Park opponents feared that Quimby’s $40 million promise would overwhelm all other concerns and saddle Maine with unwanted federal authority damaging to local autonomy and industries. Their most glaring examples include Acadia annexing a 1,441-acre parcel on the Schoodic Peninsula in April without consulting Congress or the the park’s advisory commission, in apparent violation of a 1986 law. Another example: neighbors to Utah’s Grand Staircase-Escalante National Monument declaring an economic state of emergency in 2015, blaming federal policies for depressing their economy and leading to a steep drop in school population, about 20 years after President Bill Clinton created that monument.
“I hope we are wrong about a lot of things we think will happen. I suspect we won’t be. We hope it works out,” Meyers said.
U.S. Sen. Angus King, who revitalized the Quimby proposal in February 2105 when Millinocket officials announced that he sought their conditions for supporting a national park, said he has always been “concerned first and foremost with the economic well-being of the Katahdin region.”
“The question for me has been whether a designation would be a net benefit to the region and the state and also be compatible with the existing forest products industry as well as our long-held, and deeply cherished, tradition of open land use in Maine,” King said in a statement. “The benefits of the designation will far outweigh any detriment and — on balance — will be a significant benefit to Maine and the region.”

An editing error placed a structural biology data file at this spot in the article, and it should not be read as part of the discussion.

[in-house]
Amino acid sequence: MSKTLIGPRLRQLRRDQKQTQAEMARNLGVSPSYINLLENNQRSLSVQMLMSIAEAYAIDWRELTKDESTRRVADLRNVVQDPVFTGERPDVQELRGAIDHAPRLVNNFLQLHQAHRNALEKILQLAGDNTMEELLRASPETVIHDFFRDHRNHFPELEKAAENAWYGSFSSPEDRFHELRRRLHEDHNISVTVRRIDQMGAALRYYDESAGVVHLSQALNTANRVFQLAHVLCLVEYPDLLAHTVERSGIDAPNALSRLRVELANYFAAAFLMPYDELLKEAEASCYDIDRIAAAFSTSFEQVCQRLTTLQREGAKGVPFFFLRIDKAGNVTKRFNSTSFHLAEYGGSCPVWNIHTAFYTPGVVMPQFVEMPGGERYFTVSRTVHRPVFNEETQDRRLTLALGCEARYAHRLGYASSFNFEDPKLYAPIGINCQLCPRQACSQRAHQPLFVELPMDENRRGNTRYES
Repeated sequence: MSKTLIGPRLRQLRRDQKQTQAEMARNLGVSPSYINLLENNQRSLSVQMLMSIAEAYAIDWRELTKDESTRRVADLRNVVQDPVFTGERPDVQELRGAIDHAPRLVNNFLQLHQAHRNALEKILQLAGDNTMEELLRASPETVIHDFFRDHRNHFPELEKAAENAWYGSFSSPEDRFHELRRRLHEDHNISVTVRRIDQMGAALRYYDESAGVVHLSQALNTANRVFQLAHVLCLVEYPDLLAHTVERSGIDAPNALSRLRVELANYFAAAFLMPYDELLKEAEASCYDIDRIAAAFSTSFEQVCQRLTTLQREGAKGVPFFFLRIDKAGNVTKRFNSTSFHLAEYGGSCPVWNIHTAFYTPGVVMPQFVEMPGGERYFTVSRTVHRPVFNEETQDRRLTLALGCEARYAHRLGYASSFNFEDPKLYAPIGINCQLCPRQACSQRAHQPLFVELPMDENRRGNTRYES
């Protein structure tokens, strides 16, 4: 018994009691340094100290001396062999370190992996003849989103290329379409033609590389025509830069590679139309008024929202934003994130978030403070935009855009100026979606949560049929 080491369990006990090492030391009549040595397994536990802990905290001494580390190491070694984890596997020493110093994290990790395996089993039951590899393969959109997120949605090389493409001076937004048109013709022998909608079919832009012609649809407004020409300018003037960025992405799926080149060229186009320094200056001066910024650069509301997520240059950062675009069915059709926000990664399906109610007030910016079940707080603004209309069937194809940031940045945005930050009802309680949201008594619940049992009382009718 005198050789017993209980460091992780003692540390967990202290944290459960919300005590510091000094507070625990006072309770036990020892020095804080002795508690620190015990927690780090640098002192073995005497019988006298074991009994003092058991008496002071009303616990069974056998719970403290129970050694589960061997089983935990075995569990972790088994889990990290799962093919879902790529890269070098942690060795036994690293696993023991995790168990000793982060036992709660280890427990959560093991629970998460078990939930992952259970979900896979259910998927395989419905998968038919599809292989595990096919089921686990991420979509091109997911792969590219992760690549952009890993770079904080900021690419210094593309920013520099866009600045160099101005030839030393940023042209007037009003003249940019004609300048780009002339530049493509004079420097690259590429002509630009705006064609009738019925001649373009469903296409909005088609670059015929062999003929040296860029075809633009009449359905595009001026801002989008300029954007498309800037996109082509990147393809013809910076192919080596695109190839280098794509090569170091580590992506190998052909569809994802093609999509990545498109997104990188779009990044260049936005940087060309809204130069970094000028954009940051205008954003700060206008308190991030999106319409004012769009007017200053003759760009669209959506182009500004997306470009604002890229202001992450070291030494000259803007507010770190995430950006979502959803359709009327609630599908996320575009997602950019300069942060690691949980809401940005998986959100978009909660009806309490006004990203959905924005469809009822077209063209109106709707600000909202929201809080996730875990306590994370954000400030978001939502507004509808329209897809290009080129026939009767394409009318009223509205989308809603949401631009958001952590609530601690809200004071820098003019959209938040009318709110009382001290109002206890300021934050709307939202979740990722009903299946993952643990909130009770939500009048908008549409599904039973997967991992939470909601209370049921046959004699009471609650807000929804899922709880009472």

“It is critical to see this as an opportunity fully compatible with our existing forest products industry, including potential growth in woods-related businesses. This isn’t either-or, it’s both — and will provide much-needed diversity to the region’s economy,” he added.
U.S. Rep. Chellie Pingree, D-Maine, called the designation historic and exciting and predicted the monument “will bring millions of visitors to this beautiful and special part of our state.”
“The American people owe a debt of gratitude to Roxanne Quimby for this incredible act of generosity. She worked hard to build a great company from the ground up, and the first thing she did when she sold it was to figure out how to give back to the people of Maine by donating this land. Generations of Americans will benefit from her gift,” Pingree said.